Indiana Supreme Court Upholds Firefighter’s Right to Sue Despite Firefighter’s Rule

The Indiana Supreme Court has upheld the right of Indiana firefighters to recover damages from negligent property owners despite the firefighter’s rule. In doing so, the court recognized that distinct from the firefighter’s rule is the rescue doctrine, which in turn impacts a third consideration: the first-responder’s rule.

Hang on to your hats for this one. It is going to get deep. A note of caution: if you are not from Indiana, it may not be all that important since most states do not draw the same distinction that their supreme court drew here. For the legal eagles – it’s another perspective on the firefighter’s rule.

The case is one we covered here previously involving Fort Wayne Fire Captain Richard Dolsen, Jr., who was injured at a commercial building fire in 2020. Captain Dolsen fell through an unfinished wall where a stud had been removed, into a stairwell. He fell roughly six feet suffering neck and arm injuries that required surgery. He was subsequently granted a disability pension.

Captain Dolsen sued the building owner Sweet Real Estate – City Center, LLC, and the tenant, VeoRide, Inc.., alleging both were negligent due to the condition of the building and their failure to warn him of the danger posed by the missing stud. The trial court concluded that the firefighter’s rule barred any recovery from either defendant.

Captain Dolsen appealed as to Veoride, claiming that its representatives were on the scene and in a position to have warned him of the danger. The Indiana Court of Appeals agreed with Captain Dolsen, prompting Veoride to appeal the case to the Indiana Supreme Court.

The court traced the history of the firefighter’s rule in Indiana from its origin in an 1893 case, up to the present. The court recognized that the firefighter’s rule has a close-relative: the rescue doctrine. The rescue doctrine holds that one whose negligence creates the need for others to come to his/her rescue, owes a duty to those who may be injured when performing such rescue. The rescue doctrine has an important limitation: a professional first-responder cannot recover damages under the rescue doctrine from a negligent party if liability is premised on their negligence in causing the need for their response. In other words, if Mr. A negligently causes a fire, and a firefighter is injured, the firefighter cannot sue Mr. A for negligence. The Indiana Supreme Court refers to this as the first-responder rule (an unfortunate choice of terms making an already difficult topic even more difficult to comprehend since we now have the firefighter’s rule, the rescue doctrine, and the first-responder’s rule to consider). In explaining the distinction, the Indiana Supreme Court ruled as follows:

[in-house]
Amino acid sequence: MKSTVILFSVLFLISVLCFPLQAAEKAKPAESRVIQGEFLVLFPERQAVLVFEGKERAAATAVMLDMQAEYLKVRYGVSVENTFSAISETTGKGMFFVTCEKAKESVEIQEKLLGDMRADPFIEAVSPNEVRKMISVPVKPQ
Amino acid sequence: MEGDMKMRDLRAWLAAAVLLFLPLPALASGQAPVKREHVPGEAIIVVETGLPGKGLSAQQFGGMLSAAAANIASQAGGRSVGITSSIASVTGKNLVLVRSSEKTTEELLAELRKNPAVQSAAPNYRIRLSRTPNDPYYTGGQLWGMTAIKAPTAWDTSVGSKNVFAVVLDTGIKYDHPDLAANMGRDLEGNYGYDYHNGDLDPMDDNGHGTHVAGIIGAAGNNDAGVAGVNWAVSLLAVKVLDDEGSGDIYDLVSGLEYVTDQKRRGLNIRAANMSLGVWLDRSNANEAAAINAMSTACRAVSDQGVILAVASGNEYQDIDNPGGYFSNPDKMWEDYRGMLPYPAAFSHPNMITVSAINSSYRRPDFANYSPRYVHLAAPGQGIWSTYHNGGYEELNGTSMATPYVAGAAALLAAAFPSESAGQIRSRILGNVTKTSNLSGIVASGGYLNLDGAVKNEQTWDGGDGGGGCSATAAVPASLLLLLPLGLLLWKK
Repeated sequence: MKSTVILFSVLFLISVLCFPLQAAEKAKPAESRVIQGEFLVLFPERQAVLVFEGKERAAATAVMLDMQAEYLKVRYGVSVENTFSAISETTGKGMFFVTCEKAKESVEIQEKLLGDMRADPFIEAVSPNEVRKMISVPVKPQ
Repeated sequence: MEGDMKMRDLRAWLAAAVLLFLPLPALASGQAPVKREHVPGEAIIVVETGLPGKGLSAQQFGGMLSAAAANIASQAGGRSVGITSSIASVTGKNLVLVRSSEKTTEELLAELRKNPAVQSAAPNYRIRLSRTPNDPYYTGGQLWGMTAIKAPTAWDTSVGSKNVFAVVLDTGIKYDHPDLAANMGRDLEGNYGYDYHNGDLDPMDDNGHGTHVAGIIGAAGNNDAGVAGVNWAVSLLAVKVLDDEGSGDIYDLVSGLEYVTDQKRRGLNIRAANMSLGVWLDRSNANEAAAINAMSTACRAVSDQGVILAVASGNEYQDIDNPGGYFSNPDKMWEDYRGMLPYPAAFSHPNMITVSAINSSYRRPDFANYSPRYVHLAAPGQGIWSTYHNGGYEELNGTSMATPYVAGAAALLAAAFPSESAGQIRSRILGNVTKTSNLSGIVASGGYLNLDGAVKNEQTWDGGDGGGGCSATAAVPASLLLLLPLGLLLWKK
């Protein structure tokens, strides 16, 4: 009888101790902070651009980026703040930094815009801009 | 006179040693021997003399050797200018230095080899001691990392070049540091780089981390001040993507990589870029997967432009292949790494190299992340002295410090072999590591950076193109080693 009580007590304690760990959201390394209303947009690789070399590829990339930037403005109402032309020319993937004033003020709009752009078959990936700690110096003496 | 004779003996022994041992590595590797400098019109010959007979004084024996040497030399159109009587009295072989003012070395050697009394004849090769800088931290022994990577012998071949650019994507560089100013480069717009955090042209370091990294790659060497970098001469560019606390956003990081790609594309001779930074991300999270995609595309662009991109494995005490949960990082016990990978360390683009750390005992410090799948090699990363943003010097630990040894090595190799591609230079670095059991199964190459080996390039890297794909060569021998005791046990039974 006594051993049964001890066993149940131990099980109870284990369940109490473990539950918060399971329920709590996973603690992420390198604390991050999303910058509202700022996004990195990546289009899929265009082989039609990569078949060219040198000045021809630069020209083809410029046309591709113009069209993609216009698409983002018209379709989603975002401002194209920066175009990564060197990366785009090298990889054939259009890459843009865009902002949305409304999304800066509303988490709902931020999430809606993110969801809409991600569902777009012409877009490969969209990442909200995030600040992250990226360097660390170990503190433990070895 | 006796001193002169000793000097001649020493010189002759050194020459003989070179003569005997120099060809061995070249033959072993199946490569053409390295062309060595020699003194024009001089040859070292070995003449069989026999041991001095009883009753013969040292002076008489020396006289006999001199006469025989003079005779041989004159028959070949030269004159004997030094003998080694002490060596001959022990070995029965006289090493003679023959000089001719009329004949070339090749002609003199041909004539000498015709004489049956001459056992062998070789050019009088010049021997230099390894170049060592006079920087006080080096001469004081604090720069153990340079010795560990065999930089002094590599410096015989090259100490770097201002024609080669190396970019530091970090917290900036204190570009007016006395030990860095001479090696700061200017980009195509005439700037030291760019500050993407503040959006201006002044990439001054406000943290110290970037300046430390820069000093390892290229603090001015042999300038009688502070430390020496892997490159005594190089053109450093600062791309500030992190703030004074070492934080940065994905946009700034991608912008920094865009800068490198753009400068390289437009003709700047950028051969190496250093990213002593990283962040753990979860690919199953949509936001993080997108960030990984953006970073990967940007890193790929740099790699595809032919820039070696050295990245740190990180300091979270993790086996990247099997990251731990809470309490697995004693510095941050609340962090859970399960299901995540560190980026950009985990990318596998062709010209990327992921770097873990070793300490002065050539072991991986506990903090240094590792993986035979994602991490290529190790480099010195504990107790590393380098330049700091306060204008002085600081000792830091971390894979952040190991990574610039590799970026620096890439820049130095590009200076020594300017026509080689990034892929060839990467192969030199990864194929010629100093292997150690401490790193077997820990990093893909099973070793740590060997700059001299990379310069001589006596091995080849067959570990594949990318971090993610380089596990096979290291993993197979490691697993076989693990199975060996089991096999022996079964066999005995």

• Indiana caselaw often conflates our firefighter’s rule … with our first-responder’s rule … into one umbrella “fireman’s rule”.
  • But the history of each rule shows the firefighter’s and first-responder’s rules are separate doctrines.
  • We hold that these rules apply separately because they serve distinct functions.
  • This history shows two distinct doctrines: one applying premises-liability principles to firefighters; the other applying rescue-doctrine principles to first responders.
  • One derives from the other, but the two remain distinct in purpose and function.
  • The … firefighter’s rule defines the duty owed to firefighters in premises-liability claims when they enter premises to fight fires.
  • The … first-responder’s rule limits the duty owed to all emergency professionals responding to emergencies.
  • For reasons of public policy, these professionals should not recover tort damages for injuries they sustain while performing their public duties, including injuries from “knowingly combat[ting] the effects of others’ negligence.”
  • When, as here, both rules are implicated, we ask first whether the plaintiff seeks to recover for the negligence that caused the emergency- for the negligence, in other words, that brought the plaintiff to the emergency.
  • If so, the first-responder’s rule bars the plaintiff’s claim, and we stop there.
  • But if that is not the basis for the plaintiff’s claim, we assess the claim under [firefighter’s rule] treating the firefighter as a licensee.
  • Having defined these two rules, we next apply them to Dolsen’s claim.